Macbeth - Conflict

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<center><b>"Conflict is central to the dramatic development of any play."</b></center>
<br>Prior to deciding whether or not conflict is central to the dramatic development of MACBETH, one must consider all the dramatic factors that contribute to the Shakespearean play. The gradual decline of the protagonist , the role portrayed by characters and the order in which the events occur, greatly influence the direction in which the development of the play takes place. After reading the text MACBETH, by Shakespeare and viewing the film version, directed by Roman Polanski, it is logical to see that ambition and the deceptive appearances of what really is, is central to the dramatic development of MACBETH.
<br>Initially MACBETH is seen
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MACBETH now has the ultimate power he once craved. MACBETH not only 'borrows' the robes of the former king, and although he knows that these 'robes' will not go to his children and grandchildren and so on, he still wears them during his undeserved and corrupt reign of Scotland. Despite the fact that he has conquered all to achieve his "vaulting ambition" MACBETH cannot rest either mentally or emotionally, showed in both texts through the dramatic and literary device of soliloquy. This unrest is caused by guilt, MACBETH's solution to this is to hide by wearing these "borrowed robes". Note that MACBETH acknowledges that these 'robes' are borrowed, meaning he knows that the rightful heir to the throne will claim the crown sooner of later. The clothes imagery particularly contributes to the central theme of appearance and reality.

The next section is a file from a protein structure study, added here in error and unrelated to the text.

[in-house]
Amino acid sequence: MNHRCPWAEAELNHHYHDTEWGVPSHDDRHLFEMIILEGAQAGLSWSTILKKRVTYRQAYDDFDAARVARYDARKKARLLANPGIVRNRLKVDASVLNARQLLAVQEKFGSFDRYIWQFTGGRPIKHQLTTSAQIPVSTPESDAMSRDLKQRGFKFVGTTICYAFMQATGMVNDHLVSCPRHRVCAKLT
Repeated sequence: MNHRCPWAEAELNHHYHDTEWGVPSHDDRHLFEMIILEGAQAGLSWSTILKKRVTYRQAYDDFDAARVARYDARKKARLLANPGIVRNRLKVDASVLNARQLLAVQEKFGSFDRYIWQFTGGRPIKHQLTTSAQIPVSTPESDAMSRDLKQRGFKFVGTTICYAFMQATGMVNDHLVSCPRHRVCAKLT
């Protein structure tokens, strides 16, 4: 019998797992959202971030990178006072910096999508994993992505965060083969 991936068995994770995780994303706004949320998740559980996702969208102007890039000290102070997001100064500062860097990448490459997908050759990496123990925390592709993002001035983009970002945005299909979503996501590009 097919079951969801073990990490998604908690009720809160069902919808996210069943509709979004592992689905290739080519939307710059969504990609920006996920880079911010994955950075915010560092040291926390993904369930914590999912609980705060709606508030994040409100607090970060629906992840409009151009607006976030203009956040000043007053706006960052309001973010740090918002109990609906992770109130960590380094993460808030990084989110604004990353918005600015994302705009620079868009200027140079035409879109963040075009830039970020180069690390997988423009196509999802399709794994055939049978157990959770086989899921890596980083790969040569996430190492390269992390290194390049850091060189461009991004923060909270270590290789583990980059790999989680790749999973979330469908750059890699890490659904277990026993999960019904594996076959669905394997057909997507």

<br>This imagery is clearly shown in Polanski's film MACBETH where the protagonist is literally and figuratively wearing the royal "borrowed robes" , whereas in Shakespeare's written version it is shown through MACBETH's portrayal of his violent ambition to become king and wear the crown of Scotland.
<br>One of the main dramatic and literary devices used in Shakespeare's and Polanski's version of MACBETH is soliloquy, where the character is alone and speaking to aloud, revealing their inner thoughts, reactions, motives and deeds. This establishes

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